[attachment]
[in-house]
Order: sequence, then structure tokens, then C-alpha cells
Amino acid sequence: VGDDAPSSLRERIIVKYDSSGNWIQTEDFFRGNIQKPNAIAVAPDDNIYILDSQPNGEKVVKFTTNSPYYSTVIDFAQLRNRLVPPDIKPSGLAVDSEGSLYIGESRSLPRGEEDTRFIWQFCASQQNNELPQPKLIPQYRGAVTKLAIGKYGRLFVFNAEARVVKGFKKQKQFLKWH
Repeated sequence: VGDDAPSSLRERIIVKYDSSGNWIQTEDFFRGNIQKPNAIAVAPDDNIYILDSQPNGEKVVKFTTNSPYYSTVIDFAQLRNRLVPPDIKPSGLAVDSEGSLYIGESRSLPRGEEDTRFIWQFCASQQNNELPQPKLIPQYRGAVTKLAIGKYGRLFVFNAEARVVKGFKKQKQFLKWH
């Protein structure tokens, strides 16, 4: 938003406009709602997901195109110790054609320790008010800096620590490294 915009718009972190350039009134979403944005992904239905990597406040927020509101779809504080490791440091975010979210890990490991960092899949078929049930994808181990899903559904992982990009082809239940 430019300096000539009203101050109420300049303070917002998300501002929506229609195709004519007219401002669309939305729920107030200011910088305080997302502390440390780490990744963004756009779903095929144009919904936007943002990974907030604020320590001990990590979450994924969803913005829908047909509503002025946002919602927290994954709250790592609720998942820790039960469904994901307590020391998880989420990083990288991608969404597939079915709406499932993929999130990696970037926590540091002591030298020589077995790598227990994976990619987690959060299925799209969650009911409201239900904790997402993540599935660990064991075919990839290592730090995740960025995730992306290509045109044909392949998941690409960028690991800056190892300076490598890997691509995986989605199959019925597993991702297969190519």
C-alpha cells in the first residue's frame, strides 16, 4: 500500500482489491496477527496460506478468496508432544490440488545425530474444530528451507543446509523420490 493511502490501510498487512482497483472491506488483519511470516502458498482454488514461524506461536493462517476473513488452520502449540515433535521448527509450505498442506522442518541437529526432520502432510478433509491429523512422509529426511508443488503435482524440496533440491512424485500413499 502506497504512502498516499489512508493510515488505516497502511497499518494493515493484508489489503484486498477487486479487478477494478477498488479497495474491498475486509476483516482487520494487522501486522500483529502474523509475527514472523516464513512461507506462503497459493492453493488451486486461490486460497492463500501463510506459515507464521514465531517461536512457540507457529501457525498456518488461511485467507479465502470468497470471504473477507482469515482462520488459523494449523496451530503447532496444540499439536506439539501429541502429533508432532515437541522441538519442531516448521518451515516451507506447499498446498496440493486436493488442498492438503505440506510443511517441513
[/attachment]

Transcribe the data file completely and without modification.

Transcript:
[in-house]
Order: sequence, then structure tokens, then C-alpha cells
Amino acid sequence: VGDDAPSSLRERIIVKYDSSGNWIQTEDFFRGNIQKPNAIAVAPDDNIYILDSQPNGEKVVKFTTNSPYYSTVIDFAQLRNRLVPPDIKPSGLAVDSEGSLYIGESRSLPRGEEDTRFIWQFCASQQNNELPQPKLIPQYRGAVTKLAIGKYGRLFVFNAEARVVKGFKKQKQFLKWH
Repeated sequence: VGDDAPSSLRERIIVKYDSSGNWIQTEDFFRGNIQKPNAIAVAPDDNIYILDSQPNGEKVVKFTTNSPYYSTVIDFAQLRNRLVPPDIKPSGLAVDSEGSLYIGESRSLPRGEEDTRFIWQFCASQQNNELPQPKLIPQYRGAVTKLAIGKYGRLFVFNAEARVVKGFKKQKQFLKWH
């Protein structure tokens, strides 16, 4: 938003406009709602997901195109110790054609320790008010800096620590490294 915009718009972190350039009134979403944005992904239905990597406040927020509101779809504080490791440091975010979210890990490991960092899949078929049930994808181990899903559904992982990009082809239940 430019300096000539009203101050109420300049303070917002998300501002929506229609195709004519007219401002669309939305729920107030200011910088305080997302502390440390780490990744963004756009779903095929144009919904936007943002990974907030604020320590001990990590979450994924969803913005829908047909509503002025946002919602927290994954709250790592609720998942820790039960469904994901307590020391998880989420990083990288991608969404597939079915709406499932993929999130990696970037926590540091002591030298020589077995790598227990994976990619987690959060299925799209969650009911409201239900904790997402993540599935660990064991075919990839290592730090995740960025995730992306290509045109044909392949998941690409960028690991800056190892300076490598890997691509995986989605199959019925597993991702297969190519």
C-alpha cells in the first residue's frame, strides 16, 4: 500500500482489491496477527496460506478468496508432544490440488545425530474444530528451507543446509523420490 493511502490501510498487512482497483472491506488483519511470516502458498482454488514461524506461536493462517476473513488452520502449540515433535521448527509450505498442506522442518541437529526432520502432510478433509491429523512422509529426511508443488503435482524440496533440491512424485500413499 502506497504512502498516499489512508493510515488505516497502511497499518494493515493484508489489503484486498477487486479487478477494478477498488479497495474491498475486509476483516482487520494487522501486522500483529502474523509475527514472523516464513512461507506462503497459493492453493488451486486461490486460497492463500501463510506459515507464521514465531517461536512457540507457529501457525498456518488461511485467507479465502470468497470471504473477507482469515482462520488459523494449523496451530503447532496444540499439536506439539501429541502429533508432532515437541522441538519442531516448521518451515516451507506447499498446498496440493486436493488442498492438503505440506510443511517441513